Force times distance

Fig. 11-29. Beam Symbols and Schematics.

Fig. 11-29. Beam Symbols and Schematics.

Case (A): Free-Body Diagram

Case (A): Free-Body Diagram

Case (B): Simply Supported Case (B): Free-Body Diagram h h r

Fig. 11-30. Common Beam Cases with Associated Free-Body Diagrams. The "brick" wall or rigid left-hand support in case (A) can be replaced with the bending moment, M, equal to y times L

Some of the common beam equations and relationships can be explained by use of the cantileveted beam example of Fig. 11-31 A. The distributed lateral load, w(x), places the beam in a state of bending and shear. We can see evidence of the bending from the fact that the deformed beam is no longer straight (Fig. 11-31B). The shear is the lateral force transmitted along the beam's length. The shear reaction, R, at the fixed end must be equal and opposite to the sum of vn(x) or the beam would no longer be in equilibrium.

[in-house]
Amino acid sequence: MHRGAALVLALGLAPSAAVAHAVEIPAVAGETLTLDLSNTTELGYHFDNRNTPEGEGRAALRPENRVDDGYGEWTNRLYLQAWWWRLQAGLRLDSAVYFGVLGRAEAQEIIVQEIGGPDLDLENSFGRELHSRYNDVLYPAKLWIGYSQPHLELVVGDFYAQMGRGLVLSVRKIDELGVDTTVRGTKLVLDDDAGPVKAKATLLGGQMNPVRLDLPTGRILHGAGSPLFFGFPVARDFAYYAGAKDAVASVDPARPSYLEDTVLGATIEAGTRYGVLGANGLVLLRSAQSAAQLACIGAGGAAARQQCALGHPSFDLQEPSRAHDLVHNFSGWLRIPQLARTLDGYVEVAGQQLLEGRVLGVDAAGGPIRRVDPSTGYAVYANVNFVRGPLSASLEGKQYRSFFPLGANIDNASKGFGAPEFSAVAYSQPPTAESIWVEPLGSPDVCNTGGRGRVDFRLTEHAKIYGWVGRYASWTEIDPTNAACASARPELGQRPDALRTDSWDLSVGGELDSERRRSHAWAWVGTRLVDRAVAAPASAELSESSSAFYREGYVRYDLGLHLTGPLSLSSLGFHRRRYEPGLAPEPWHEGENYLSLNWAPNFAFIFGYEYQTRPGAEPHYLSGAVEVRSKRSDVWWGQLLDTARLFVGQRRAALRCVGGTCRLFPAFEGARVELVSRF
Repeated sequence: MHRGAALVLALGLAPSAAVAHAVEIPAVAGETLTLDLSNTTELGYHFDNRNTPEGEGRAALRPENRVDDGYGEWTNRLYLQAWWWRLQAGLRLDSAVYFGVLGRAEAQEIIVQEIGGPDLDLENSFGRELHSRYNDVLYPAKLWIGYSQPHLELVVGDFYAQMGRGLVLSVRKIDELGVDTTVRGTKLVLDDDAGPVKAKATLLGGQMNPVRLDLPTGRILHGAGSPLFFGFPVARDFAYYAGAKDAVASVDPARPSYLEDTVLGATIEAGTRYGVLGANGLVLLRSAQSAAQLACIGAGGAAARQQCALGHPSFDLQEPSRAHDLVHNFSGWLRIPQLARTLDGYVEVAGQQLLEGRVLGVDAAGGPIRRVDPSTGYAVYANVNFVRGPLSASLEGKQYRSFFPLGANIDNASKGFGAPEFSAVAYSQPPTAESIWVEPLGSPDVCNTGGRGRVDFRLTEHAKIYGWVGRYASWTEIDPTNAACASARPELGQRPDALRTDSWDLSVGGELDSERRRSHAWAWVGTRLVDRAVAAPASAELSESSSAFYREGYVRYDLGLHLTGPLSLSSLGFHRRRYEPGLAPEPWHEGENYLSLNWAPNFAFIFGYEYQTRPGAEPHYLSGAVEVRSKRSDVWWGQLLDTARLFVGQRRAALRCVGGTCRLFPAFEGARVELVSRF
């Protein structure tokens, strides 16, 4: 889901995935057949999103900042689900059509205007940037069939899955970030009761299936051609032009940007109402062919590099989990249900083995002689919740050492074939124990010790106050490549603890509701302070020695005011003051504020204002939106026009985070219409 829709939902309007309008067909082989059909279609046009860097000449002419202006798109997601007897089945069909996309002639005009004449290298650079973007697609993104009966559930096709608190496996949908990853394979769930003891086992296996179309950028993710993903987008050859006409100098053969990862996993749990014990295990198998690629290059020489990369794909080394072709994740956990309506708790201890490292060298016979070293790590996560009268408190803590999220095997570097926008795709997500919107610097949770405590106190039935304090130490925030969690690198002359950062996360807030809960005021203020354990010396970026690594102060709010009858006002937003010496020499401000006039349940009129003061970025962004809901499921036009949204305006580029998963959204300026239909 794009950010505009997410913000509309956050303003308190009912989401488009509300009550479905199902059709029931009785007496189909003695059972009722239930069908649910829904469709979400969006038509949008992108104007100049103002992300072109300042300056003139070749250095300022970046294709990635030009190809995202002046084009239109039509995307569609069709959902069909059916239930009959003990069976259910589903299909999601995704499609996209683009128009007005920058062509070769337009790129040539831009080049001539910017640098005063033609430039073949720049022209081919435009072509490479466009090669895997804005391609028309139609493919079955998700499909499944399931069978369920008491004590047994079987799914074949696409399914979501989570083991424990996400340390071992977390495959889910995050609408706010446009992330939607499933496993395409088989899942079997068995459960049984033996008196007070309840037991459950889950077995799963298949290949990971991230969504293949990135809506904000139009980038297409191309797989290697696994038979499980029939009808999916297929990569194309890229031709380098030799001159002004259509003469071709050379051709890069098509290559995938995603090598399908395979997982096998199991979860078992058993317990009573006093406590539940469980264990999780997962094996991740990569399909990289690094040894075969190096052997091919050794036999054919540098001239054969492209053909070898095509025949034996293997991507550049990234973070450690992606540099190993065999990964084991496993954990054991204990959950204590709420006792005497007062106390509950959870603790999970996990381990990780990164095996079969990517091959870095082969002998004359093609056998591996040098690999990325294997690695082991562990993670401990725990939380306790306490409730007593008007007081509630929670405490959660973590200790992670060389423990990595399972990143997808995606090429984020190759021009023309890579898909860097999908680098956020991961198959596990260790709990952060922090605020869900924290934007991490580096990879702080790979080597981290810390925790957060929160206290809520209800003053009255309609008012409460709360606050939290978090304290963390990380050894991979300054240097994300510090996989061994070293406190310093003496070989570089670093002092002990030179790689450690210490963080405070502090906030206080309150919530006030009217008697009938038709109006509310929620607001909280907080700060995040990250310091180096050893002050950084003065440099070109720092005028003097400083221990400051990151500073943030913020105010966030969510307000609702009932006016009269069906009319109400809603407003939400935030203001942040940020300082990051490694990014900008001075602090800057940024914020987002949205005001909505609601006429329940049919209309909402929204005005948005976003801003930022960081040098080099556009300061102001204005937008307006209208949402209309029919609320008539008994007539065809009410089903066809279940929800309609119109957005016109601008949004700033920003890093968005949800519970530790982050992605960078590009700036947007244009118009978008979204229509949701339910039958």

The beam's internal shear forces and bending moments can be expressed as functions of the applied load w(x). The local variation in the shear force equals the load at any point along the beam.

(A): Cantllevered Beam

(A): Cantllevered Beam

(C): Any Beam Cross-Section

(B): Deformed Shape a stretch - tension

(B): Deformed Shape a stretch - tension shorten - compression shorten - compression

(C): Any Beam Cross-Section t neutral axis neutral axis

Bending Stress (linear distribution) (side view)



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